Bodh Gaya, Bihar
The Mahabodhi Temple is one of three of the great Buddhist pilgrimage sites in India (the fourth great Buddhist pilgrimage site being located in Nepal). As the location where it is believed Siddhartha Gautama achieved enlightenment, it is by some accounts the most sacred Buddhist site in the world. It is also one of the most awe-inspiring Buddhist temples anywhere, as well one of the oldest structures in India. An ancient Bodhi Tree is located here, said to be a direct descendent of the tree under which the Buddha meditated. The Mahabodhi Temple is a UNESCO World Heritage Site.
Sometime around the 6th century BC, a prince named Siddhartha Gautama traveled throughout India seeking an end to the sufferings he saw all around him. According to tradition, his wanderings took him to what is now Bodh Gaya, where he discovered a tree (the Bodhi Tree). After spending three days in constant meditation near the tree, Siddartha achieved enlightenment. He spent the next seven weeks in the vicinity of the tree in further contemplation.
The Bodhi Tree later went on to play an important role in the traditions of Buddhists. But it wasn’t until the 3rd century BC that Bodh Gaya became a true pilgrimage center. This was thanks in large part to then-emperor Asoka. Asoka, who earlier in his life had been warlike, had been responsible for the deaths of hundreds of thousands of people. Later repenting of his deeds, he became a Buddhist, devoted his life to pacifism, and proceeded to construct Buddhist temples and monasteries all over his realm.
Arguably the most important of these was the Mahabodhi Temple at the site of the Bodhi Tree (or one of its descendents). This original temple stood for over seven hundred years before being rebuilt in the 6th century AD. It was one of the most important centers of Buddhism well into the Middle Ages. However, foreign invasions of Muslims and the decline of India’s Buddhist population left the temple essentially abandoned.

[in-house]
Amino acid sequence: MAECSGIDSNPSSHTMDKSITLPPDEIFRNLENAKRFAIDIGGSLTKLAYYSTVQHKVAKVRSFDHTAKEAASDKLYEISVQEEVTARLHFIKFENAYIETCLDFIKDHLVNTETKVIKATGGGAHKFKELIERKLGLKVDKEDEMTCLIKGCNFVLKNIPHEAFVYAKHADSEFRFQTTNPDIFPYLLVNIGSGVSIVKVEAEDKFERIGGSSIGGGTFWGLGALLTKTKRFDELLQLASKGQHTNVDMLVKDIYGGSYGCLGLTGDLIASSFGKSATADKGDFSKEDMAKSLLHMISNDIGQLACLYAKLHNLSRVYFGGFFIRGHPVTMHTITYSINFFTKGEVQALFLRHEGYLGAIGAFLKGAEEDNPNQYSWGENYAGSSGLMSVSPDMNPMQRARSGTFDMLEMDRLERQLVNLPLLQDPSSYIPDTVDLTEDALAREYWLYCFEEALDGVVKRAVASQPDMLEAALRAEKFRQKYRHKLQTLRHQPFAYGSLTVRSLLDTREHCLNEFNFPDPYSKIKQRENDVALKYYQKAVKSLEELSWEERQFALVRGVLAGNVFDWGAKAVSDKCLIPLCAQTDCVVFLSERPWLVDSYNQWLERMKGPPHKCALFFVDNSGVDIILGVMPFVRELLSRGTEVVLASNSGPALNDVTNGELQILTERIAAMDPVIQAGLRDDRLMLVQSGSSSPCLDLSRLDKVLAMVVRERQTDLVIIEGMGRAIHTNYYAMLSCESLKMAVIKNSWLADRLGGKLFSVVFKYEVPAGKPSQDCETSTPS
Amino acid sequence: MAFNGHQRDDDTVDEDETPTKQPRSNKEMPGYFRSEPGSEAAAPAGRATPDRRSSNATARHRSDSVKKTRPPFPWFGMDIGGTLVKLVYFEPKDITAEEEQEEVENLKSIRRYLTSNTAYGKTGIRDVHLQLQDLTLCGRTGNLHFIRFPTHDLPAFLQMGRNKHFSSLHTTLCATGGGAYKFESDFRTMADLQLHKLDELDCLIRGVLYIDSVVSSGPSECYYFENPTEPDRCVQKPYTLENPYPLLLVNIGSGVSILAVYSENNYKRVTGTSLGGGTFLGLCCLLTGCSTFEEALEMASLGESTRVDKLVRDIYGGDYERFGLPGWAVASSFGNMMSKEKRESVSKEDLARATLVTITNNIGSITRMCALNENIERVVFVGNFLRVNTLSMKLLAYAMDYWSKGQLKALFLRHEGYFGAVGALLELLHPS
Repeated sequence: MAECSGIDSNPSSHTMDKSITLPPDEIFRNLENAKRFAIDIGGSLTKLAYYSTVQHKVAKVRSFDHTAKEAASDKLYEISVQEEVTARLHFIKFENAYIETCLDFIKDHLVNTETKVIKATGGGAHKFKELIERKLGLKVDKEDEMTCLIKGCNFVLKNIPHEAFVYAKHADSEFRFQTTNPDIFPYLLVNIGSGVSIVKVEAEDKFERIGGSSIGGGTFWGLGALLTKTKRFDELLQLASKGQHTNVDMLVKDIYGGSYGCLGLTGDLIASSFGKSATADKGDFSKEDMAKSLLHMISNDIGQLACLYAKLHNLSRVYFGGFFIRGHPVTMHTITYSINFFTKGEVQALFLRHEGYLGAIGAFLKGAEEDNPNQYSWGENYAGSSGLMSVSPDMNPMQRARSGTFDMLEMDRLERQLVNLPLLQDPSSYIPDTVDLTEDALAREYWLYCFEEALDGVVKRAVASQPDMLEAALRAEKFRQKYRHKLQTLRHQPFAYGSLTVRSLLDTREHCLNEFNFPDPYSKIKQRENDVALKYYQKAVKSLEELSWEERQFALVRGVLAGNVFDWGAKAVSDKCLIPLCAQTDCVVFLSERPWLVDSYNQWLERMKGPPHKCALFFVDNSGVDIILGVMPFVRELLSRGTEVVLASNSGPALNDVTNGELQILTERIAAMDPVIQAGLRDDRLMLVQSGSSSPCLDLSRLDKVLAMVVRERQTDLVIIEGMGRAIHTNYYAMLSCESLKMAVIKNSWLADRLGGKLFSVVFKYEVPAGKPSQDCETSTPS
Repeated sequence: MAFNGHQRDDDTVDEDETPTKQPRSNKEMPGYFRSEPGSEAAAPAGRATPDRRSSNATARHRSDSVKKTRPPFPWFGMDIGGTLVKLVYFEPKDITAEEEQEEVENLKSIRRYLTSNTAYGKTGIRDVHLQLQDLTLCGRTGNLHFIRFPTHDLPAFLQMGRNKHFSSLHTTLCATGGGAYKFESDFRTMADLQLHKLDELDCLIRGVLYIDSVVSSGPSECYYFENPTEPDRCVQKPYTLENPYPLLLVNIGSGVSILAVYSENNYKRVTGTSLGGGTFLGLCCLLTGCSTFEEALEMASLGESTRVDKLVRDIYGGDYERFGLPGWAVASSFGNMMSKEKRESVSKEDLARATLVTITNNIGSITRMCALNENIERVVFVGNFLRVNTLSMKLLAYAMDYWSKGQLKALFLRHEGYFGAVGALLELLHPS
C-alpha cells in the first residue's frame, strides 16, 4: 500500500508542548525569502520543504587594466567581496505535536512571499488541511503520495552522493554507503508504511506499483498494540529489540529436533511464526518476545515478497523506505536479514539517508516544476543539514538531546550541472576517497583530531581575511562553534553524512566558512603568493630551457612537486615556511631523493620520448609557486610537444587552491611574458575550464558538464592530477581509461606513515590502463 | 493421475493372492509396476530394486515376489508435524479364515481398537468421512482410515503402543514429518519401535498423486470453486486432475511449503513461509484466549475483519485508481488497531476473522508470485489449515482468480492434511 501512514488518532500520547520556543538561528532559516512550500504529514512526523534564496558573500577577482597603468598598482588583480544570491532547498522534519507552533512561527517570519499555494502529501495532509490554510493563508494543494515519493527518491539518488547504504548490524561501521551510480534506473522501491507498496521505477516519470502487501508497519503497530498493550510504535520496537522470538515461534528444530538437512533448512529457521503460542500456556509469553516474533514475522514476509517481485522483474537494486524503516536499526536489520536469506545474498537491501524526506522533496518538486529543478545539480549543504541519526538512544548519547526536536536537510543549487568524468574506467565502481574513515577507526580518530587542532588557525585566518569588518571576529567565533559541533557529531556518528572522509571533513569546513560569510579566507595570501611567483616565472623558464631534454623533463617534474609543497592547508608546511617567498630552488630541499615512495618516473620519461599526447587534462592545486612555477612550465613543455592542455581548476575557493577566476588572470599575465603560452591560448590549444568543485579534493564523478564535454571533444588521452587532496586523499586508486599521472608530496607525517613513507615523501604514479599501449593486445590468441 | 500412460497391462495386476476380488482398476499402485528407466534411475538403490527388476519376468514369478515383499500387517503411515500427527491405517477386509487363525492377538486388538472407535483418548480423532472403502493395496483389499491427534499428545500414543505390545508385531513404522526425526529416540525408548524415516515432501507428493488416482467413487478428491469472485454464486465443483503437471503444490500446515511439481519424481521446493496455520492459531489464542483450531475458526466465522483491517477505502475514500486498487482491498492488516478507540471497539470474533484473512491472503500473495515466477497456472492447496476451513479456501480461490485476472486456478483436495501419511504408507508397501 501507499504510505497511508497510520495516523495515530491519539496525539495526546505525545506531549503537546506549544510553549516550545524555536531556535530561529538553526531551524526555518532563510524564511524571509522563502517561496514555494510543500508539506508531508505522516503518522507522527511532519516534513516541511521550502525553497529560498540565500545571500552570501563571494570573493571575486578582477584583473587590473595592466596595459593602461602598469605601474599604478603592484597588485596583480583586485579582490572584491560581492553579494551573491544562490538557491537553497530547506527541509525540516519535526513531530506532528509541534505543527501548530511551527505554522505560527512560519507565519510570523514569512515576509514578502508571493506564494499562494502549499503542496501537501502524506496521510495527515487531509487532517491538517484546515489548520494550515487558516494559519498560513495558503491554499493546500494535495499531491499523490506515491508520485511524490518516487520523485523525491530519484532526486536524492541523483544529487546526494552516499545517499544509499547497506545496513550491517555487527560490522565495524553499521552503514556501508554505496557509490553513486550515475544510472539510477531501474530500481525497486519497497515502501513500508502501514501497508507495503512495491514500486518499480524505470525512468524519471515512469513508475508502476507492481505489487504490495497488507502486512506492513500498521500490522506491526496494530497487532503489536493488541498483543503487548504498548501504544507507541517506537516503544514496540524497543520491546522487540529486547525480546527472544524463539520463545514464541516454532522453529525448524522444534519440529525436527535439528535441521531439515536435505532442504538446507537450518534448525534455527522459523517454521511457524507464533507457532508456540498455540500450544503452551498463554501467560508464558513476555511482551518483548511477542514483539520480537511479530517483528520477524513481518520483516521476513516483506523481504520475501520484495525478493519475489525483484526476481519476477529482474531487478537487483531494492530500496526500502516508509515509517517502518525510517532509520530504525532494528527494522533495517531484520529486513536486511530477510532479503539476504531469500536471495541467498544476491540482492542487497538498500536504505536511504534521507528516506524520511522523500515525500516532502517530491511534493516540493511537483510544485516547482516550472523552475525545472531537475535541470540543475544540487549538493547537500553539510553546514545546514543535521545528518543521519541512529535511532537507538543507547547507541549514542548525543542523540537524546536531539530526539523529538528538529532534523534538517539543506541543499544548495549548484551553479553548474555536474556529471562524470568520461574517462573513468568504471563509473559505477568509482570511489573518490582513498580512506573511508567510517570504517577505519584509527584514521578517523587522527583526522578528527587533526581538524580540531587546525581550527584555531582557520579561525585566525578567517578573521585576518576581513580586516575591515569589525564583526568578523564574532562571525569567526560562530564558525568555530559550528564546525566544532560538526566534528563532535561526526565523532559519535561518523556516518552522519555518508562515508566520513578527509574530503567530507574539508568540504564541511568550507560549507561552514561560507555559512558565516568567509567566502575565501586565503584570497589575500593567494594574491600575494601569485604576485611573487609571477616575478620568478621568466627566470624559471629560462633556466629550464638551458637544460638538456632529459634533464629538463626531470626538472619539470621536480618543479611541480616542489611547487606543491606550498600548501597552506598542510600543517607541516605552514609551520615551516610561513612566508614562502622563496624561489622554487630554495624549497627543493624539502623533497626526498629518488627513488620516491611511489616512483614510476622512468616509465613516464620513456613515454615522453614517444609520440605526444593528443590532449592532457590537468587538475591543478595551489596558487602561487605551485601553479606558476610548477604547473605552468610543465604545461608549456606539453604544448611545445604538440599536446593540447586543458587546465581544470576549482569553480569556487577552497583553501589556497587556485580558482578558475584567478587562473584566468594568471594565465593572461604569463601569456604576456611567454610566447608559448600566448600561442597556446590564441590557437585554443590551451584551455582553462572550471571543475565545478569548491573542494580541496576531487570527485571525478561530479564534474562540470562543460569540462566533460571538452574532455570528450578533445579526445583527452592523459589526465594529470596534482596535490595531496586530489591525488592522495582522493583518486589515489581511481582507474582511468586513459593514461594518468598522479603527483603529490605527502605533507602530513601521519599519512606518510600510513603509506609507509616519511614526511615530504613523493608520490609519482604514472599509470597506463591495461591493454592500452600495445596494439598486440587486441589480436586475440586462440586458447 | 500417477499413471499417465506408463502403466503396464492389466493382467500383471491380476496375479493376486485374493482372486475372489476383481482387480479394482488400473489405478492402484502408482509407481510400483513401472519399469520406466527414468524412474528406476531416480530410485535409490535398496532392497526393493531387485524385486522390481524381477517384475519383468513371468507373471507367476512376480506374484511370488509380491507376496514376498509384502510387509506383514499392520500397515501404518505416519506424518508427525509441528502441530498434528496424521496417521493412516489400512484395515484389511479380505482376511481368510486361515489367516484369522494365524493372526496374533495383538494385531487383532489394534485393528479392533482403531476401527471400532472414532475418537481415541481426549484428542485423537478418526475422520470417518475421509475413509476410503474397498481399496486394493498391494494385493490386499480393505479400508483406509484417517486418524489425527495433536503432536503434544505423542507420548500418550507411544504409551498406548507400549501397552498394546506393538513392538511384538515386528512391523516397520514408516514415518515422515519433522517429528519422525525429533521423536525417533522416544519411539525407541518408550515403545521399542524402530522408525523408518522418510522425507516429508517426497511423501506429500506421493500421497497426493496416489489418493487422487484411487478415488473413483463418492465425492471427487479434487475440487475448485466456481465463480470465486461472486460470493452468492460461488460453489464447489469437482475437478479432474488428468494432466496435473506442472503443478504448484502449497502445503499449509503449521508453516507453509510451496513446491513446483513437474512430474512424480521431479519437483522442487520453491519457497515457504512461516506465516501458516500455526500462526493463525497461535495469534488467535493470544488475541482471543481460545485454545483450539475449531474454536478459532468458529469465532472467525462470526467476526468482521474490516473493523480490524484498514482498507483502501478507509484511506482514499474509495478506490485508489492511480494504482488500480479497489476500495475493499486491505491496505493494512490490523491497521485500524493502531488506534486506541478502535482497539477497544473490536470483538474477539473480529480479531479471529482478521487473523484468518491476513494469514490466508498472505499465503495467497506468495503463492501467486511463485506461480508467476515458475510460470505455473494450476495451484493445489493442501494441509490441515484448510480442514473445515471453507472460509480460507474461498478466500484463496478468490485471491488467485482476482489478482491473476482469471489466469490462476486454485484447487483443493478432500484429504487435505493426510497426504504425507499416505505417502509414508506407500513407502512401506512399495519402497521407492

Periodically foreign gourps of Buddhists would endeavor to reclaim and restore the temple, but efforts were short lived until the arrival of the Britiah Raj. Under the British the temple was fully restored in the 19th century. It did not return to Buddhist control until the 20th century. Like other Buddhist shrines, the existence of statues of Buddha drew the ire of Muslim extremists, who bombed the temple in 2013. This has only seemed to increase increase in the place and a larger number of visiting pilgrims.
The Mahabodhi Temple is one of the oldest structures in India, with much of the building dating back at least as far as the 6th century AD. A traditional pyramid-esque tower that soars over eighteen stories, its gleaming white brickwork can be seen for a great distance in many directions. Decorative gold leif was added to decorate the temple in 2013, courtesy of the King of Thailand. Immediately to the west of the temple is the current descendent of the famous Bodhi Tree.
There are a number of stations inside and around the temple marking important places where the Buddha spent his seven meditative weeks in the area. There are several Buddha statues, including inside the main shrine, and another outside staring contemplatively at the tree. The temple is covered inside and out with intricate carvings from both Buddhist and Hindu legend.
The Mahabodhi Temple is located by the banks of the Falgu River about six miles south of the town of Gaya and 300 miles northwest of Kolkata. The temple is open year-round, and there is no cost of admission other than voluntary donations. Web: www.mahabodhimahavihara.org (official website).
Places related to the life of the Buddha can be found throughout eastern and central India. Of the major sites, the closest one to Gaya is the Buddha’s Cave in Rajgir, where the Buddha subdued a wild elephant. Also not too far from Bodh Gaya is the Japanese Temple in Vaishali, which commemorates where a monkey offered the Buddha honey.